Mumbai Catholics protest attempts to remove crosses
Court order allows wayside crosses not over 50-years-old to be removed by local authorities
Catholics in the western Indian city of Mumbai protested on Nov. 25 against efforts by local authorities to remove or demolish wayside crosses.
The protest was in response to a notice issued by the Brihanmumbai Municipal Corporation that seeks to remove or demolish all wayside crosses built in the last 50 years.
Christians say that half of the city's 100 wayside crosses were erected in the last five decades.
Protesters like Godfrey Pimenta of the Watchdog Foundation said the government decision to remove the crosses from public space is "about harassing" the city's minority Christian community.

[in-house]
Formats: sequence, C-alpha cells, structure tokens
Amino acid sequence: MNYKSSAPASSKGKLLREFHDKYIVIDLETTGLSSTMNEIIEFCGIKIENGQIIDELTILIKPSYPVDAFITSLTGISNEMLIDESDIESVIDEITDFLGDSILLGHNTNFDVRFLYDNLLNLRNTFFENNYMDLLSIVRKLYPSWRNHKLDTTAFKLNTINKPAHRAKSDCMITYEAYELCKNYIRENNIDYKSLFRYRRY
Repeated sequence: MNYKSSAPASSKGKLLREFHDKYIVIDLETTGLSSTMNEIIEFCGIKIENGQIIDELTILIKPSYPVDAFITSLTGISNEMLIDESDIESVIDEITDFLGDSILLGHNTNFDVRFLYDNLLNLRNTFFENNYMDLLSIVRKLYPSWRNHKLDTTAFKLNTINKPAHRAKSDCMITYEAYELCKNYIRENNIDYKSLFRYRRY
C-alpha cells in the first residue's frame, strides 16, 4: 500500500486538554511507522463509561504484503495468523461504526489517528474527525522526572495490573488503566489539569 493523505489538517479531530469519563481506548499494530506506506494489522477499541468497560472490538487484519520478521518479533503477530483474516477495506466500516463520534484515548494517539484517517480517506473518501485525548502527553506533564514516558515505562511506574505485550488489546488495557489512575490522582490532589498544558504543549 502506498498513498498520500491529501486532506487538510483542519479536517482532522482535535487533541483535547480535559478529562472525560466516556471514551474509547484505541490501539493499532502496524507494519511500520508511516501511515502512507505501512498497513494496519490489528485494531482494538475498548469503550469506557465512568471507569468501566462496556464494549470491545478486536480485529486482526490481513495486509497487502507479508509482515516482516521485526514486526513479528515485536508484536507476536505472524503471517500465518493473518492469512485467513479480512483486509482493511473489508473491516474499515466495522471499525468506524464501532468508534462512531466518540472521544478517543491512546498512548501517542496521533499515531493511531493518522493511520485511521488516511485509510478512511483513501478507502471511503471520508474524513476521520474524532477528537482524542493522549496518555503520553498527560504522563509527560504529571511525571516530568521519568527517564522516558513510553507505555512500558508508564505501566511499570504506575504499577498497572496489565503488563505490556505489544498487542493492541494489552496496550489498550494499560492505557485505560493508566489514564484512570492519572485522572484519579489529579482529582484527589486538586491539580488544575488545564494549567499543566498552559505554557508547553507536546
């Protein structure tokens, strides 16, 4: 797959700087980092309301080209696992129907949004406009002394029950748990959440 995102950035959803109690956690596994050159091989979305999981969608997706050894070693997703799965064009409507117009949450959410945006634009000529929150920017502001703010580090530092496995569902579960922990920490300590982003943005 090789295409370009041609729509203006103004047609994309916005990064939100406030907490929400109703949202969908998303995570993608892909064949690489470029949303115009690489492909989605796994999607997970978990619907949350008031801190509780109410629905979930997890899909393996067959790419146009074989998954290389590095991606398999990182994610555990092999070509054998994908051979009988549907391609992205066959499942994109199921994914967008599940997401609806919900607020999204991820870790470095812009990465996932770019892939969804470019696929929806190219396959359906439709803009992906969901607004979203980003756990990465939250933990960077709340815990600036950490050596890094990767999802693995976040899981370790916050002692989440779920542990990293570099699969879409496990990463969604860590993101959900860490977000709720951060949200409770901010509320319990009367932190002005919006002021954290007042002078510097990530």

The Supreme Court had earlier divided the wayside crosses into three categories. The court said that category A crosses, erected prior to 1964, cannot be moved but category B crosses, erected from 1964-2009, can be relocated and category C crosses, erected after 2009, can be demolished.
City council officials say they do not have legal documents proving ages of the crosses and have issued demolition notices asking Catholics to show reason why the crosses cannot be demolished.
Father Joseph Youta Djiba, inspired by missionary St. Josef Freinademetz to China was ordained in Taiwan on Feb. 18
Cardinal Joseph Zen Ze-kiun wrote to the judge to exercise leniency
Young people learned to live the gospel and appreciate other cultures through dance, prayer
Groups blame emphasis on economic development, militarist approach for being behind sharp increase in abuses
Artists have shortened the duration of traditional plays and introduced secular themes to appeal to young people